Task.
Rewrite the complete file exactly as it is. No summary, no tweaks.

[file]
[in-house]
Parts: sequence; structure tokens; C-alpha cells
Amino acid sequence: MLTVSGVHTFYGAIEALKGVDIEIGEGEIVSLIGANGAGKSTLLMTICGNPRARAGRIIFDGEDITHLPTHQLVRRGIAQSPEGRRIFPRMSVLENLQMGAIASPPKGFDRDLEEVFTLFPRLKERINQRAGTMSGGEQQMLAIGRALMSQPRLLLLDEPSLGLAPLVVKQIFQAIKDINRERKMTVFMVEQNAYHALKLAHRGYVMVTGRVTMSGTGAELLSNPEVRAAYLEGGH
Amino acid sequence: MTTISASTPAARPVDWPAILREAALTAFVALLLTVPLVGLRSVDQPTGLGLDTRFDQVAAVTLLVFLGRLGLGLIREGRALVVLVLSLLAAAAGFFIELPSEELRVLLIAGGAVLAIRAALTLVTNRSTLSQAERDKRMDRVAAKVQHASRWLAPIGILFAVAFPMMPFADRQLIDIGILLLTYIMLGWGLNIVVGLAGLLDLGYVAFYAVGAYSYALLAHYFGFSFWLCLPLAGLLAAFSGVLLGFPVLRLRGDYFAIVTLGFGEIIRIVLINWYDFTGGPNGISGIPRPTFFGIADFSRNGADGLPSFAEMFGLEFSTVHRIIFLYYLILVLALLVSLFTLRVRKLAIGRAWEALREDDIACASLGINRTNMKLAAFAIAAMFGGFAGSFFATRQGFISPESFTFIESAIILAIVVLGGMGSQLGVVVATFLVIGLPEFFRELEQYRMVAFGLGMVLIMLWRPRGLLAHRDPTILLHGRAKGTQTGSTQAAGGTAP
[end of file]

[in-house]
Parts: sequence; structure tokens; C-alpha cells
Amino acid sequence: MLTVSGVHTFYGAIEALKGVDIEIGEGEIVSLIGANGAGKSTLLMTICGNPRARAGRIIFDGEDITHLPTHQLVRRGIAQSPEGRRIFPRMSVLENLQMGAIASPPKGFDRDLEEVFTLFPRLKERINQRAGTMSGGEQQMLAIGRALMSQPRLLLLDEPSLGLAPLVVKQIFQAIKDINRERKMTVFMVEQNAYHALKLAHRGYVMVTGRVTMSGTGAELLSNPEVRAAYLEGGH
Amino acid sequence: MTTISASTPAARPVDWPAILREAALTAFVALLLTVPLVGLRSVDQPTGLGLDTRFDQVAAVTLLVFLGRLGLGLIREGRALVVLVLSLLAAAAGFFIELPSEELRVLLIAGGAVLAIRAALTLVTNRSTLSQAERDKRMDRVAAKVQHASRWLAPIGILFAVAFPMMPFADRQLIDIGILLLTYIMLGWGLNIVVGLAGLLDLGYVAFYAVGAYSYALLAHYFGFSFWLCLPLAGLLAAFSGVLLGFPVLRLRGDYFAIVTLGFGEIIRIVLINWYDFTGGPNGISGIPRPTFFGIADFSRNGADGLPSFAEMFGLEFSTVHRIIFLYYLILVLALLVSLFTLRVRKLAIGRAWEALREDDIACASLGINRTNMKLAAFAIAAMFGGFAGSFFATRQGFISPESFTFIESAIILAIVVLGGMGSQLGVVVATFLVIGLPEFFRELEQYRMVAFGLGMVLIMLWRPRGLLAHRDPTILLHGRAKGTQTGSTQAAGGTAP